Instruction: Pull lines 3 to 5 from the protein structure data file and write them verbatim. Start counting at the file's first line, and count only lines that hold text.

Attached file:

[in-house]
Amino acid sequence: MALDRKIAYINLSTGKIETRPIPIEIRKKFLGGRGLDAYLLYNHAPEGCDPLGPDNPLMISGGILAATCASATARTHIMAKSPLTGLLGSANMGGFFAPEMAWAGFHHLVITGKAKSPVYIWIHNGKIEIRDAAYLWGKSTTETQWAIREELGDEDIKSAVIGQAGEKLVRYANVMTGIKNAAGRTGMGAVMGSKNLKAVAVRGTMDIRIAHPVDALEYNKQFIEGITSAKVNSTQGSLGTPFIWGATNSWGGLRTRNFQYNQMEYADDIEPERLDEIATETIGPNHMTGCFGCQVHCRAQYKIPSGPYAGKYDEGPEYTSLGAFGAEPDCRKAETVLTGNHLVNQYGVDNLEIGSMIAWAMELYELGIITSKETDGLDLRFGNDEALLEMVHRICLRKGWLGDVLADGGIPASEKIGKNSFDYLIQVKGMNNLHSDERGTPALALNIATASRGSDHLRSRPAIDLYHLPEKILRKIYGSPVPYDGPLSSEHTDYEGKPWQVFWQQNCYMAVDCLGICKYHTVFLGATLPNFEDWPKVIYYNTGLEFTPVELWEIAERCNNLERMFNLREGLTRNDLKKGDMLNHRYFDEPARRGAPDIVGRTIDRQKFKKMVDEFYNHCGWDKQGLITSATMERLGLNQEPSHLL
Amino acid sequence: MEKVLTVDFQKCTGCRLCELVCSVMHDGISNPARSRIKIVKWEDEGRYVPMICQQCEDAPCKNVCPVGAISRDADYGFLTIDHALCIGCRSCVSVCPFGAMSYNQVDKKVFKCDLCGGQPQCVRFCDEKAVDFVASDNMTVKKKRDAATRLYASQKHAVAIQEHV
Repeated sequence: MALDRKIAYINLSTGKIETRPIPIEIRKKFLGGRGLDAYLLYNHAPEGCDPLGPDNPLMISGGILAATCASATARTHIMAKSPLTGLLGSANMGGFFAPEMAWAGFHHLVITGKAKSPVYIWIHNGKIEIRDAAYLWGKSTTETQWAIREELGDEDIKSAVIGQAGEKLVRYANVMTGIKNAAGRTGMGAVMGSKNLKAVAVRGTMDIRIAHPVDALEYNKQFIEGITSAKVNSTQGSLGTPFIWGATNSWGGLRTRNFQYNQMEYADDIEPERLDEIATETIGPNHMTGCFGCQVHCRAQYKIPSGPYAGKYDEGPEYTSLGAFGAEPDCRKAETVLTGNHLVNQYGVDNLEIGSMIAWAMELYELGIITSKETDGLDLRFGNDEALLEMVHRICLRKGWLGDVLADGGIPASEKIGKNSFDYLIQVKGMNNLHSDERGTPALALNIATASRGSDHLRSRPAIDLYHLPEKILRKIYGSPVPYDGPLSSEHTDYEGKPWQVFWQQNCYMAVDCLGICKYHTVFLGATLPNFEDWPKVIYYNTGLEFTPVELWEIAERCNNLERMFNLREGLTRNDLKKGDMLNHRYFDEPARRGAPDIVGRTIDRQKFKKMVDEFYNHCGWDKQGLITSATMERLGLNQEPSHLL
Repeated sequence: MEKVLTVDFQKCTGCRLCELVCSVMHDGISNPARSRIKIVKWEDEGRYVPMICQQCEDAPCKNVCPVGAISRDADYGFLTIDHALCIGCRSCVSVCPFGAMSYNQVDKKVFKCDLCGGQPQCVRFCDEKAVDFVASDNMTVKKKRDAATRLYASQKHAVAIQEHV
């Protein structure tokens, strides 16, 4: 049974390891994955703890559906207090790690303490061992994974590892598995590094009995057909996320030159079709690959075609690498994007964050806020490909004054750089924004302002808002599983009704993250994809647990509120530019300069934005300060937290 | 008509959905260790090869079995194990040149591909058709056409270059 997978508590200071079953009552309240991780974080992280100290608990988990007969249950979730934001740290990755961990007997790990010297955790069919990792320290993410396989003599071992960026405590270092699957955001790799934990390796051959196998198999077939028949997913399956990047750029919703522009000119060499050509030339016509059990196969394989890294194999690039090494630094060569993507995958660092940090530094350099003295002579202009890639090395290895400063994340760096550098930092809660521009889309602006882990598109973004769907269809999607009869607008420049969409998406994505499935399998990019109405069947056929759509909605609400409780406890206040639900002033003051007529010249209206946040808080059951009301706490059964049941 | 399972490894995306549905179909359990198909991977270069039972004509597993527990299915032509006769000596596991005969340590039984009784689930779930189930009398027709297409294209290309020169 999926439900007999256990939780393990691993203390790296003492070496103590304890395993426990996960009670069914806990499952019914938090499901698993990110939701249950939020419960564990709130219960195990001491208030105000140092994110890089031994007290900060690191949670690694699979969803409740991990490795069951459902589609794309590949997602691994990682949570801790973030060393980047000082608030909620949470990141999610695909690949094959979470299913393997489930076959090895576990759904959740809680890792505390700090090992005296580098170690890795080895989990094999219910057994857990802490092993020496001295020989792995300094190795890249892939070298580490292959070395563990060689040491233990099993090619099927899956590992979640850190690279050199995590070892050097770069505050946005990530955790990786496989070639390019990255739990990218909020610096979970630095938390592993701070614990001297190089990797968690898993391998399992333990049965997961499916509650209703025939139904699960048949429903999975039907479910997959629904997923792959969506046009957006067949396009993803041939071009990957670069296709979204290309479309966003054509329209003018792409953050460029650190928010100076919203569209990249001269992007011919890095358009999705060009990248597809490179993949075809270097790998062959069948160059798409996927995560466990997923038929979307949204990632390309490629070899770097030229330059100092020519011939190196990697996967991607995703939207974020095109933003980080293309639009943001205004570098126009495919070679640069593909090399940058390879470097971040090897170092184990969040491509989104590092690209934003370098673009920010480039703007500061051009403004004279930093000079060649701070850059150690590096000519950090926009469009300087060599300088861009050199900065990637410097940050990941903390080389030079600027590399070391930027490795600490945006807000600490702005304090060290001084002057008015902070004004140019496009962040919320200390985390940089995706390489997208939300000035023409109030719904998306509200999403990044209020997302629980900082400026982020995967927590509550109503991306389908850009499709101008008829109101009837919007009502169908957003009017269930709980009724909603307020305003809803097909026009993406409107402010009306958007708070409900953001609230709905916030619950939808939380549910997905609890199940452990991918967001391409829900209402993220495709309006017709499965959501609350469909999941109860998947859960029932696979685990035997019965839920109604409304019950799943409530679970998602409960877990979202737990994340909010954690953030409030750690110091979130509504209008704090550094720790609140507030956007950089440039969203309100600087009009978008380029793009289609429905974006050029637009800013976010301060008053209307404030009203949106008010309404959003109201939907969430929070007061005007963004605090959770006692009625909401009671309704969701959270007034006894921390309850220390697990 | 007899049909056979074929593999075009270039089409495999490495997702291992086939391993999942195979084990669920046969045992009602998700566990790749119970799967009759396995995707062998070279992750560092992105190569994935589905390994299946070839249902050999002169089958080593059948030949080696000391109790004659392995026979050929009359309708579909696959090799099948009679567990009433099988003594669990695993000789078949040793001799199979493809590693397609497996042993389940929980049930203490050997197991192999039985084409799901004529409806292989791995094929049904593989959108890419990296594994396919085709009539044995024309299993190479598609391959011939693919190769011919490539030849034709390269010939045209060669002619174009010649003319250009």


Amino acid sequence: MEKVLTVDFQKCTGCRLCELVCSVMHDGISNPARSRIKIVKWEDEGRYVPMICQQCEDAPCKNVCPVGAISRDADYGFLTIDHALCIGCRSCVSVCPFGAMSYNQVDKKVFKCDLCGGQPQCVRFCDEKAVDFVASDNMTVKKKRDAATRLYASQKHAVAIQEHV
Repeated sequence: MALDRKIAYINLSTGKIETRPIPIEIRKKFLGGRGLDAYLLYNHAPEGCDPLGPDNPLMISGGILAATCASATARTHIMAKSPLTGLLGSANMGGFFAPEMAWAGFHHLVITGKAKSPVYIWIHNGKIEIRDAAYLWGKSTTETQWAIREELGDEDIKSAVIGQAGEKLVRYANVMTGIKNAAGRTGMGAVMGSKNLKAVAVRGTMDIRIAHPVDALEYNKQFIEGITSAKVNSTQGSLGTPFIWGATNSWGGLRTRNFQYNQMEYADDIEPERLDEIATETIGPNHMTGCFGCQVHCRAQYKIPSGPYAGKYDEGPEYTSLGAFGAEPDCRKAETVLTGNHLVNQYGVDNLEIGSMIAWAMELYELGIITSKETDGLDLRFGNDEALLEMVHRICLRKGWLGDVLADGGIPASEKIGKNSFDYLIQVKGMNNLHSDERGTPALALNIATASRGSDHLRSRPAIDLYHLPEKILRKIYGSPVPYDGPLSSEHTDYEGKPWQVFWQQNCYMAVDCLGICKYHTVFLGATLPNFEDWPKVIYYNTGLEFTPVELWEIAERCNNLERMFNLREGLTRNDLKKGDMLNHRYFDEPARRGAPDIVGRTIDRQKFKKMVDEFYNHCGWDKQGLITSATMERLGLNQEPSHLL
Repeated sequence: MEKVLTVDFQKCTGCRLCELVCSVMHDGISNPARSRIKIVKWEDEGRYVPMICQQCEDAPCKNVCPVGAISRDADYGFLTIDHALCIGCRSCVSVCPFGAMSYNQVDKKVFKCDLCGGQPQCVRFCDEKAVDFVASDNMTVKKKRDAATRLYASQKHAVAIQEHV